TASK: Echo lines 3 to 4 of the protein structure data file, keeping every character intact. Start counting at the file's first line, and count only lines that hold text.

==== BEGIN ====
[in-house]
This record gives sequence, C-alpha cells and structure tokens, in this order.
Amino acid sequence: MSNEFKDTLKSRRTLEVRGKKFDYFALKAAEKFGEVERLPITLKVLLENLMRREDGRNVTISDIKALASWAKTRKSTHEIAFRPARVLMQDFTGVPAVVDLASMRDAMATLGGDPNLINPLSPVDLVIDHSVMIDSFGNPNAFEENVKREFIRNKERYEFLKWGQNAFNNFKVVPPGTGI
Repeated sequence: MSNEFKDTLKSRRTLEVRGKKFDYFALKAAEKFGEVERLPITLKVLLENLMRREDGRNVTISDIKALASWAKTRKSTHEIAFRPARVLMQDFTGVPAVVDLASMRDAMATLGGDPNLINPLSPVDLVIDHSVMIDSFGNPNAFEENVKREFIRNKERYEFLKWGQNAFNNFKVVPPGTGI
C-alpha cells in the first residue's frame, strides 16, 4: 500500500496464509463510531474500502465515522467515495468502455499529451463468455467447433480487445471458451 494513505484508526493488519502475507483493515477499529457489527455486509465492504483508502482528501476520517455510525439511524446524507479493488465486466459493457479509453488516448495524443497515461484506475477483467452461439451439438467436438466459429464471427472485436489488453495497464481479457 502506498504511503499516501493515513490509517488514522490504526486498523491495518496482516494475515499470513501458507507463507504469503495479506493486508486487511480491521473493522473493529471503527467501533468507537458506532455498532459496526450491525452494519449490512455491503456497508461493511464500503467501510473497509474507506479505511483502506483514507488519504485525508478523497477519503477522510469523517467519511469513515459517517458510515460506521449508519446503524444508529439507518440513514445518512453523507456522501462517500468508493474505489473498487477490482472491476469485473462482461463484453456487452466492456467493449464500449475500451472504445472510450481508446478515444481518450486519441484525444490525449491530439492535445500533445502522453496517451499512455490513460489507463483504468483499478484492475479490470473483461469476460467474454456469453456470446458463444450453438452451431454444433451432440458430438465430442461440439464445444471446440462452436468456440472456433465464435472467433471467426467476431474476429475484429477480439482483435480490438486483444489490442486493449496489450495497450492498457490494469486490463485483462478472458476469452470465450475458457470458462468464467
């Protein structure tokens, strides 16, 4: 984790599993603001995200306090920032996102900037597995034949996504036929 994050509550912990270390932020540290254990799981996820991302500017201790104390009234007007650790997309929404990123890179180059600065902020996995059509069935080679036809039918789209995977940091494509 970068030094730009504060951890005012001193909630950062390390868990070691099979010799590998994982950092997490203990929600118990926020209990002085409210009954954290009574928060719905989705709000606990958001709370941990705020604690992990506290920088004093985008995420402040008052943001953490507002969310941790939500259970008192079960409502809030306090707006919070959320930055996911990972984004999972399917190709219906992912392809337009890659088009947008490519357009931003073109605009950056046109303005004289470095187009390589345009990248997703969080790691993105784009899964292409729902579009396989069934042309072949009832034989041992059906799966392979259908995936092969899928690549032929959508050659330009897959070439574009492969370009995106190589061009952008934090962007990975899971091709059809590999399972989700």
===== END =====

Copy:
Amino acid sequence: MSNEFKDTLKSRRTLEVRGKKFDYFALKAAEKFGEVERLPITLKVLLENLMRREDGRNVTISDIKALASWAKTRKSTHEIAFRPARVLMQDFTGVPAVVDLASMRDAMATLGGDPNLINPLSPVDLVIDHSVMIDSFGNPNAFEENVKREFIRNKERYEFLKWGQNAFNNFKVVPPGTGI
Repeated sequence: MSNEFKDTLKSRRTLEVRGKKFDYFALKAAEKFGEVERLPITLKVLLENLMRREDGRNVTISDIKALASWAKTRKSTHEIAFRPARVLMQDFTGVPAVVDLASMRDAMATLGGDPNLINPLSPVDLVIDHSVMIDSFGNPNAFEENVKREFIRNKERYEFLKWGQNAFNNFKVVPPGTGI